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Pottstown Mercury: Montco officials see evidence of 'community spread' of coronavirus

EAGLEVILLE — As Montgomery County officials continue to see an increase in positive cases of coronavirus, including a second child, officials say they are moving to a “community spread model” for monitoring the outbreak.

“We continue to have a very rapidly evolving situation here in Montgomery County. At the direction of the Pennsylvania Department of Health we are moving to a community spread model in our case tracking,” county Commissioners Chairwoman Dr. Valerie Arkoosh revealed Wednesday during a daily news briefing, adding officials will no longer be reporting “contact tracing” or presumed route of exposure for those who test positive for COVID-19.

“I want to emphasize that this shift is not unexpected and is consistent with the progression of a highly communicable disease like COVID-19,” added Arkoosh, who was joined at the news conference by fellow commissioners Kenneth E. Lawrence Jr. and Joseph C. Gale.

In the past, officials conducted contact tracing for those who tested positive, trying to determine who they previously had been in contact with and then called on those individuals who had direct contact with the positive person to go into quarantine.

“We will not be doing that contact tracing any longer because we’re at a point there’s enough positive cases in the community. We have enough people in quarantine and we have enough cases now, five or six, that we cannot trace back where they got their exposure to the coronavirus, that we are assuming that there is community spread, meaning they might get it just from normal activity,” Arkoosh explained.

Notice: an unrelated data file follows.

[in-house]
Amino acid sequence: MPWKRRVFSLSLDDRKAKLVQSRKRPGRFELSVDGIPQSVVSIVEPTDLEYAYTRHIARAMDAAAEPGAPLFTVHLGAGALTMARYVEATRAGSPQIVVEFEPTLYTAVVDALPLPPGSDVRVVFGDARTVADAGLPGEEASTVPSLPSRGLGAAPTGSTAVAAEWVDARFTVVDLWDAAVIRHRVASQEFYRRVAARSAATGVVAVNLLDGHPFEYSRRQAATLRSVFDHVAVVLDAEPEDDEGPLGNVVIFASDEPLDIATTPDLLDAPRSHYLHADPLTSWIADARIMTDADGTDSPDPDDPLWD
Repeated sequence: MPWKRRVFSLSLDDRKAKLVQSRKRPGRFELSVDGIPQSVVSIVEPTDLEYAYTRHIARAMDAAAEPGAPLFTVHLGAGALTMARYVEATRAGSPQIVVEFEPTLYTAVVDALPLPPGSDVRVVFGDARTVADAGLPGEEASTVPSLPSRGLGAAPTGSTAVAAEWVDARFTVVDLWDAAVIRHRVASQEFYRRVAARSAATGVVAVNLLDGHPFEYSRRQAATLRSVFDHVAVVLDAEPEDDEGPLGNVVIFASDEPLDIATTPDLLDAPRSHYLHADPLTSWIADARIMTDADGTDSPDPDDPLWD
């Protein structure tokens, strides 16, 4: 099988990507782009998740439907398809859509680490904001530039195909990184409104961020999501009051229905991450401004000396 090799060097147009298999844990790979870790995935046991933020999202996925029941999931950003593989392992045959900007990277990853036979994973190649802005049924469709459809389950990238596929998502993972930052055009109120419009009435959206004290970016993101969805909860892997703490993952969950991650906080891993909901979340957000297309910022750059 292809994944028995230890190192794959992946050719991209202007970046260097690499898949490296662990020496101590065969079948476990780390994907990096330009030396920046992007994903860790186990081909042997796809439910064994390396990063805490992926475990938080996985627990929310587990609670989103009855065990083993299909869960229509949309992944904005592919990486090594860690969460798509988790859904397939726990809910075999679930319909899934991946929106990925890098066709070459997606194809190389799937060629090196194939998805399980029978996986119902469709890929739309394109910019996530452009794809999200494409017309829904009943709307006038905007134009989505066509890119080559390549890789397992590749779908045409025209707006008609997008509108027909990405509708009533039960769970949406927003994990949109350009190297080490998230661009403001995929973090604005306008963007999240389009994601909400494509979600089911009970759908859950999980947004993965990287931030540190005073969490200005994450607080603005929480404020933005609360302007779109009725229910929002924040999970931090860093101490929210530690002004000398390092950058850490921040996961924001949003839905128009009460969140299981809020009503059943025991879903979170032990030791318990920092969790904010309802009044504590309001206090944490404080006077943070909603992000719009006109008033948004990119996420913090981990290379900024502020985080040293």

That’s why, Arkoosh said, officials have been emphasizing critical mitigation measures like social distancing and “staying home.”

Montgomery County is believed to be the first county in the region to shift to the community spread model.

“We continue to be the place with the most cases and as far as I know the only place definitely seeing evidence of community spread, but I can’t speak for any of the other counties,” Arkoosh said.

County officials on Wednesday announced eight new positive cases of COVID-19, bringing the total number of cases in the county to 42.

The county continued to outpace other counties in the state in the number of cases. Statewide, according to the Pennsylvania Department of Health, there were a total of 133 confirmed cases as of noon on Wednesday. The health department also reported on Wednesday the first death in Pennsylvania from COVID-19, a Northampton County adult.

Neighboring Delaware County reported 14 cases and Bucks and Chester counties each reported nine cases. For the first time, Berks County reported one case. Lehigh County previously reported one case and Philadelphia has reported 17 cases of COVID-19, according to state health officials.

State officials said as the volume of test results continue to increase their reporting has shifted to a daily update at noon based on results reported to the health department by midnight.